To open a connection to a secure shell server you can simply type the following command in a linux terminal emulator:
Once you’ve opened an ssh connection to a remote server you can run commands on it as if you were sitting right at the local terminal. What if that server is connected to another network you need to access, but your local machine is not? What if you need to use one of the applications you have installed locally to access resources on the other network? The ssh protocol allows you to tunnel traffic through an ssh connection, so all you need to do is set up a local proxy to send all your traffic out from the server. This is done easily using the terminal ssh client in linux.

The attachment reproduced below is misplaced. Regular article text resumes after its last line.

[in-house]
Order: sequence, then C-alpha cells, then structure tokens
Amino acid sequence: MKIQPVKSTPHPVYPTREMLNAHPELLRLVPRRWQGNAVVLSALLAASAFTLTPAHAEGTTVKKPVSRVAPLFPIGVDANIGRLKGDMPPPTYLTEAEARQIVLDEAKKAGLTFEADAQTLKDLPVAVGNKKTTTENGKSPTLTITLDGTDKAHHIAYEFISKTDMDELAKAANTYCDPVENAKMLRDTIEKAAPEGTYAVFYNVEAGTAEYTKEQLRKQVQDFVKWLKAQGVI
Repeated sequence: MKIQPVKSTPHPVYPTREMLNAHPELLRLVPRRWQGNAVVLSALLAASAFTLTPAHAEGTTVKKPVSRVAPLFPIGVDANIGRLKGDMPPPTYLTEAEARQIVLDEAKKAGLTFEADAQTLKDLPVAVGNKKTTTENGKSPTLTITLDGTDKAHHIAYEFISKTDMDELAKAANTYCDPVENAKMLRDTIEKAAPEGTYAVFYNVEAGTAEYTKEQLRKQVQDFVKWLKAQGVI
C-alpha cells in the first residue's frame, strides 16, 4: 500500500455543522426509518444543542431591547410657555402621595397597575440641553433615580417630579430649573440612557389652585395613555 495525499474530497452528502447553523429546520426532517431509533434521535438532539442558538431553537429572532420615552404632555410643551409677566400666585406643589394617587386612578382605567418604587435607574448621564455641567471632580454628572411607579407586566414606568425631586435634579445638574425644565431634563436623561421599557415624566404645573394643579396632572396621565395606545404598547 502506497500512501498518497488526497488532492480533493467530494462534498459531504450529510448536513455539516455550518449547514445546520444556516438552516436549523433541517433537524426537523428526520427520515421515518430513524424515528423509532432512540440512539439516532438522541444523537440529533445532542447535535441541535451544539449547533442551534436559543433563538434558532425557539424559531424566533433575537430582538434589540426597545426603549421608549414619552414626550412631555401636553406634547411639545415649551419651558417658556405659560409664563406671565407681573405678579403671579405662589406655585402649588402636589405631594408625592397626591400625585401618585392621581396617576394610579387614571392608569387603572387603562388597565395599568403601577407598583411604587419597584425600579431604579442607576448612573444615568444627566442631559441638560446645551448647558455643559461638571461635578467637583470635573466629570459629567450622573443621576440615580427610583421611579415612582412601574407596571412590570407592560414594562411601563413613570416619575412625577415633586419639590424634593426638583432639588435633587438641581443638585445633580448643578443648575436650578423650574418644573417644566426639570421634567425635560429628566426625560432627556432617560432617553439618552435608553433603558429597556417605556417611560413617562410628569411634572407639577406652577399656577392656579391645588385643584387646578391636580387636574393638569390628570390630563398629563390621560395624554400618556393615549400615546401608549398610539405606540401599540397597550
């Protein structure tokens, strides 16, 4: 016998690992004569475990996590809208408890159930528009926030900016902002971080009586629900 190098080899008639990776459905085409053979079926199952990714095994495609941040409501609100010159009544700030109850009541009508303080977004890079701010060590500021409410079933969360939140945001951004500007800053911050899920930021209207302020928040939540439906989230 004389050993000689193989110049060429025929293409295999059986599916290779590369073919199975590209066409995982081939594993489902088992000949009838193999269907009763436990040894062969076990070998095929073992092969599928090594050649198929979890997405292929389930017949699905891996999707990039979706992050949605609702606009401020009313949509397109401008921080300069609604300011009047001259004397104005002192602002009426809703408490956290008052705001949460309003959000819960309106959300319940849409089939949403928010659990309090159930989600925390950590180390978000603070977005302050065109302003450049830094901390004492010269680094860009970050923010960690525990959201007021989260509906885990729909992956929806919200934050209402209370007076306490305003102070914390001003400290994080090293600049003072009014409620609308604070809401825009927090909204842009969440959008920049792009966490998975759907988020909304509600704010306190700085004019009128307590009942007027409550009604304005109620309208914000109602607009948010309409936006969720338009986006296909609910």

ssh -D port username@remote-server
This creates a socks5 proxy that sends all network traffic directed to your localhost, on whatever port you specify for the -D switch, to your ssh server as ssh traffic, then out to the network endpoint as its original protocol. Responses from the network endpoint will be handled by the ssh server in the same manner, but in reverse. All network traffic you send through this proxy will be encrypted from your computer to your ssh server, which is useful on untrusted networks, or on unencrypted wifi where anyone could be observing your network traffic.